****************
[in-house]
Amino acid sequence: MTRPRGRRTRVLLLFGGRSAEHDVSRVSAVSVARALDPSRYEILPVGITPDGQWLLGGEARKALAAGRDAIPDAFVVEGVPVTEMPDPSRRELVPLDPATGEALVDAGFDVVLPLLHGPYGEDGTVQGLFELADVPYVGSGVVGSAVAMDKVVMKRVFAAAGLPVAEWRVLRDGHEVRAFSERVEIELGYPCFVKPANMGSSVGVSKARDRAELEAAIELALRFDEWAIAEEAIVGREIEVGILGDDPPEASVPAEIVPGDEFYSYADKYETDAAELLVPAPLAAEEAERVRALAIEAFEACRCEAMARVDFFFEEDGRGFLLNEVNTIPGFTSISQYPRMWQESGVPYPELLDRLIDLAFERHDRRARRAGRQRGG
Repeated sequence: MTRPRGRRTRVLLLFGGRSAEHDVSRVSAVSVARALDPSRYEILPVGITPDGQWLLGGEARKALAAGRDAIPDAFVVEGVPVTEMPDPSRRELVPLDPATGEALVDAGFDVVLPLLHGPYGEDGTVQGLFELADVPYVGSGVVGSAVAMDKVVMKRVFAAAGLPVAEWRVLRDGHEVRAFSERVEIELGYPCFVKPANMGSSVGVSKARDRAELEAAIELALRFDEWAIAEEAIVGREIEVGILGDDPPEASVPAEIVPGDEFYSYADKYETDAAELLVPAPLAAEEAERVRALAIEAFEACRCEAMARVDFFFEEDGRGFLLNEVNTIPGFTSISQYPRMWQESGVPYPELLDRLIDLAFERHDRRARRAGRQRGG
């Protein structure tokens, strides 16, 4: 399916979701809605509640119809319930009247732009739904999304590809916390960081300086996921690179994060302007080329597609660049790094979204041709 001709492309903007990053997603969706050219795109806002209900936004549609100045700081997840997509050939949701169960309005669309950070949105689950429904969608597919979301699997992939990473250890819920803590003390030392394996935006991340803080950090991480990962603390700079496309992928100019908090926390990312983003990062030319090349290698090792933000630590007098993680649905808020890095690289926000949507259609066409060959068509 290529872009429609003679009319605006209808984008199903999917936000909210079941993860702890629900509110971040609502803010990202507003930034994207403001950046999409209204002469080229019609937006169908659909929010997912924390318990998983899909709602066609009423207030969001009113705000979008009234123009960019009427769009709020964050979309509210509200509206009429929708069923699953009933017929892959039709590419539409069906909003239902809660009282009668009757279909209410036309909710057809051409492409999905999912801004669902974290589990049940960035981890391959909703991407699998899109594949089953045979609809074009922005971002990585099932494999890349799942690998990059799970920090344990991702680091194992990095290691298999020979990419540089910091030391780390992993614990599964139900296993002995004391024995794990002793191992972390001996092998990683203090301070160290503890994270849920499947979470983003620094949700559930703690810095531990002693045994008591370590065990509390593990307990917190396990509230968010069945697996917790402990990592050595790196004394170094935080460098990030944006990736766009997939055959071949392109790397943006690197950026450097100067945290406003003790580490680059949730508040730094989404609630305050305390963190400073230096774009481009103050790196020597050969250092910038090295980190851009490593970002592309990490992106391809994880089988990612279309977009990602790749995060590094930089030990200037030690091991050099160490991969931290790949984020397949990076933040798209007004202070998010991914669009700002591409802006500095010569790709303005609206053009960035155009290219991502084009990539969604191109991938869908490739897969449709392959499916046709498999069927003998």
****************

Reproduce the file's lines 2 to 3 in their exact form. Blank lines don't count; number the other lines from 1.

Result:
Amino acid sequence: MTRPRGRRTRVLLLFGGRSAEHDVSRVSAVSVARALDPSRYEILPVGITPDGQWLLGGEARKALAAGRDAIPDAFVVEGVPVTEMPDPSRRELVPLDPATGEALVDAGFDVVLPLLHGPYGEDGTVQGLFELADVPYVGSGVVGSAVAMDKVVMKRVFAAAGLPVAEWRVLRDGHEVRAFSERVEIELGYPCFVKPANMGSSVGVSKARDRAELEAAIELALRFDEWAIAEEAIVGREIEVGILGDDPPEASVPAEIVPGDEFYSYADKYETDAAELLVPAPLAAEEAERVRALAIEAFEACRCEAMARVDFFFEEDGRGFLLNEVNTIPGFTSISQYPRMWQESGVPYPELLDRLIDLAFERHDRRARRAGRQRGG
Repeated sequence: MTRPRGRRTRVLLLFGGRSAEHDVSRVSAVSVARALDPSRYEILPVGITPDGQWLLGGEARKALAAGRDAIPDAFVVEGVPVTEMPDPSRRELVPLDPATGEALVDAGFDVVLPLLHGPYGEDGTVQGLFELADVPYVGSGVVGSAVAMDKVVMKRVFAAAGLPVAEWRVLRDGHEVRAFSERVEIELGYPCFVKPANMGSSVGVSKARDRAELEAAIELALRFDEWAIAEEAIVGREIEVGILGDDPPEASVPAEIVPGDEFYSYADKYETDAAELLVPAPLAAEEAERVRALAIEAFEACRCEAMARVDFFFEEDGRGFLLNEVNTIPGFTSISQYPRMWQESGVPYPELLDRLIDLAFERHDRRARRAGRQRGG